Agent Ribbons is the type of band that throws a Genesis reference right after a Brothers Grimm line – and then makes them rhyme. With their sophomore album, Chateau Crone, they present a smorgasbord of moods, tempos, and instrumental combinations to choose from. Beginning with the steady percussion/guitar/vocal combo “I’m Alright,” they come off like a less pop-infused Charlotte Gainsbourg, or possibly a more much more energized, throatier Mirah. But the further the album progresses, the less they sound like anyone else. They jump from a traditional sound to a theatrical one, and then on to one boasting the distinctive notes of an accordion. But to me the most unforgettable parts of this album are the lyrics – each song gives off an entirely different mood, from a the feisty Independent Woman of “I’ll Let You Be My Baby” (“Now I’m not lost/ I have merely found/ Much finer ways/ To pass my days/ You’re good in bed/ Enough said.”) to the fiercely nostalgic “Grey Gardens,” a mood resplendent in the title of the track as well as the words of the song themselves.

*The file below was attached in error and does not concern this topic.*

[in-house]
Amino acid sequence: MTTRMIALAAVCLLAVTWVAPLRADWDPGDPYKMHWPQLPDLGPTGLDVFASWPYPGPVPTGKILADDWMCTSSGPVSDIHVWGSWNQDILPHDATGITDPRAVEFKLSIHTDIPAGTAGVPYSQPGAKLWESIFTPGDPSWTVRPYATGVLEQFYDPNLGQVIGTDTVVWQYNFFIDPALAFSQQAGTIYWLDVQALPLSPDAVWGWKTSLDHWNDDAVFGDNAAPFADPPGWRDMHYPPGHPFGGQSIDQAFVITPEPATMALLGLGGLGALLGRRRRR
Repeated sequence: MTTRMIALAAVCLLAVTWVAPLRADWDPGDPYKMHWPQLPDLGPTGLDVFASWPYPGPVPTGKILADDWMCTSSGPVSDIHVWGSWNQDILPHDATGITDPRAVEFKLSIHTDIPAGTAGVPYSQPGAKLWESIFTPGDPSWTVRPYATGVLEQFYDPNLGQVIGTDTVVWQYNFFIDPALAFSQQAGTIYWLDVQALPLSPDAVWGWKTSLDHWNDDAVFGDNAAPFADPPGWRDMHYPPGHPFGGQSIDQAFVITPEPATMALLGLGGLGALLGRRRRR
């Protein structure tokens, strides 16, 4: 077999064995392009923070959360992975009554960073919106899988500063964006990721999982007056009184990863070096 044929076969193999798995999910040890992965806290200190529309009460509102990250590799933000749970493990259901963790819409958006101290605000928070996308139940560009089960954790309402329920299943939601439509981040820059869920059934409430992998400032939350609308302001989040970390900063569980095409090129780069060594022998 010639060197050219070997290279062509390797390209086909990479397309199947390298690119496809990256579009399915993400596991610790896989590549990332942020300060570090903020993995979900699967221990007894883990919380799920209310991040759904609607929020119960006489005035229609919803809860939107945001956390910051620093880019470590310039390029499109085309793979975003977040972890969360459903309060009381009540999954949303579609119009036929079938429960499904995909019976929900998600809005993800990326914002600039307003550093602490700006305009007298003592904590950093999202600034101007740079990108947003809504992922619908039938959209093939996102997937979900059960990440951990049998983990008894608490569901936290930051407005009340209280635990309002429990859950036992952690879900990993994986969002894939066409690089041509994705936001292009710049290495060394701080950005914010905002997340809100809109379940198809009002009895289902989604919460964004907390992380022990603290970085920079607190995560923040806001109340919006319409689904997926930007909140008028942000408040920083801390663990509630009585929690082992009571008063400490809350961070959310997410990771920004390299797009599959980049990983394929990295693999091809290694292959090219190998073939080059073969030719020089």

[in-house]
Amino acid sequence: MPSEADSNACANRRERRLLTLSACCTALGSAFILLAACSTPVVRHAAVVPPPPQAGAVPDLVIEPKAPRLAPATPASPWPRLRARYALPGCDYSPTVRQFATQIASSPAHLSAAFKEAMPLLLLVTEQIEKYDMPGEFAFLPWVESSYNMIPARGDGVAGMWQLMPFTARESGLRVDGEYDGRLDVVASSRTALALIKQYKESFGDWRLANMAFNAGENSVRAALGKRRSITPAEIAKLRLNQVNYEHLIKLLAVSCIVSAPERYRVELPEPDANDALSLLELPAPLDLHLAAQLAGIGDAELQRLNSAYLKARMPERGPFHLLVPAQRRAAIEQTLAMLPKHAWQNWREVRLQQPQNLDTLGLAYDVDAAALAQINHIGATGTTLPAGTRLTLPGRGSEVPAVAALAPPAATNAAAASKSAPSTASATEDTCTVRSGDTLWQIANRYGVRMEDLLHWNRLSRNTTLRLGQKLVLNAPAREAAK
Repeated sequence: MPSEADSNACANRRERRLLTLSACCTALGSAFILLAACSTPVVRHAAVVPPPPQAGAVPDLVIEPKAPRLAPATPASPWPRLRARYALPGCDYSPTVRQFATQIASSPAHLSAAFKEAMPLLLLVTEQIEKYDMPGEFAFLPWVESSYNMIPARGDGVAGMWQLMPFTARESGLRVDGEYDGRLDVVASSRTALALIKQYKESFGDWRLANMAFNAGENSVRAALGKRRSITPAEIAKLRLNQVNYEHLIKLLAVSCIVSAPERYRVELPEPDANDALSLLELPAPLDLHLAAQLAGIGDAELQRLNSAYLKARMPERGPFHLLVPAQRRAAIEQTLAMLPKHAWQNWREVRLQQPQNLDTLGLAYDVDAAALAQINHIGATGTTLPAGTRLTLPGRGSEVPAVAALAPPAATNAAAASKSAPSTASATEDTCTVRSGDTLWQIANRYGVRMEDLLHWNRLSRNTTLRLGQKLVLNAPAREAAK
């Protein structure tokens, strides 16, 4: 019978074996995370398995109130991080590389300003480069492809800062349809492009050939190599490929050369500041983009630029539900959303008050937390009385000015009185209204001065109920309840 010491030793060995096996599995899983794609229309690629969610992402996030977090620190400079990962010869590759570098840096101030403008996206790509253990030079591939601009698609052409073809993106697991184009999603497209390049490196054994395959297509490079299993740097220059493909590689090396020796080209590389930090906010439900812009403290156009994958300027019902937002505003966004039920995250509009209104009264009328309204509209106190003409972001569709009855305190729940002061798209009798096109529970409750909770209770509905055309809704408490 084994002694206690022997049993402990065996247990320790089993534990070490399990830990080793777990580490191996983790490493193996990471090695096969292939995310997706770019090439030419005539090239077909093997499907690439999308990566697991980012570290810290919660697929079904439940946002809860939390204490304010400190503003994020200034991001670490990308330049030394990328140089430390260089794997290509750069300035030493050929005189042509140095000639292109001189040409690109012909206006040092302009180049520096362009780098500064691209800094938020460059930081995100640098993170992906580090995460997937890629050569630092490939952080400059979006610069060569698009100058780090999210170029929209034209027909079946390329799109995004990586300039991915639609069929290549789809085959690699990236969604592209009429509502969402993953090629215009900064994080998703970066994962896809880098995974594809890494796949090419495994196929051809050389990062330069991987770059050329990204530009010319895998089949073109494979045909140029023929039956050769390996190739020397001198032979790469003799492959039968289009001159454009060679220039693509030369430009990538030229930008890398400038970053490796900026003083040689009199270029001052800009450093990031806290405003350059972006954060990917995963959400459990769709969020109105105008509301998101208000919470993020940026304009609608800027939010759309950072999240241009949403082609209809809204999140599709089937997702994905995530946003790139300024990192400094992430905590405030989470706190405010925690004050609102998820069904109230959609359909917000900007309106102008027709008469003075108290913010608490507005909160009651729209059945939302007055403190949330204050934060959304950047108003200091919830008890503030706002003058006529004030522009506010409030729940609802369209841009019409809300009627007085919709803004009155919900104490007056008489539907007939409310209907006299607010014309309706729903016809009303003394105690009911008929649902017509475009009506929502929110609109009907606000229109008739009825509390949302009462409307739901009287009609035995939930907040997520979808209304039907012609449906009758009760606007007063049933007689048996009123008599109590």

Even with all of the different rhythms and allusions jam-packed into these baker’s dozen songs, Agent Ribbons manages to maintain a distinctive style throughout. The slightly schizophrenic variety is in fact a pleasant change from all those bands that somehow compile entire albums from what seems to be different variations of the same song. Not only are there Edith Piaf –reminiscent sections in “Oh La La” and violent crescendo-ing violin scales in the final song, “Wood, Lead, Rubber,” but they all seem to come together; the sum of the album is greater than any individual track. This duo (and sometimes trio) is not afraid to play around with their sound. And what a sound it is – they have clearly come a long way from their first album recording in a friend’s basement in 2006. Polished but not contrived, Natalie Gordon protests, “I used to be so smart/ Now I make it look so hard.” But anyone who listens to this album would think otherwise. Rumor has that their live performances are awesome as well – and if the images evoked by their lyrics are anything to go by, I can’t see how they wouldn’t be.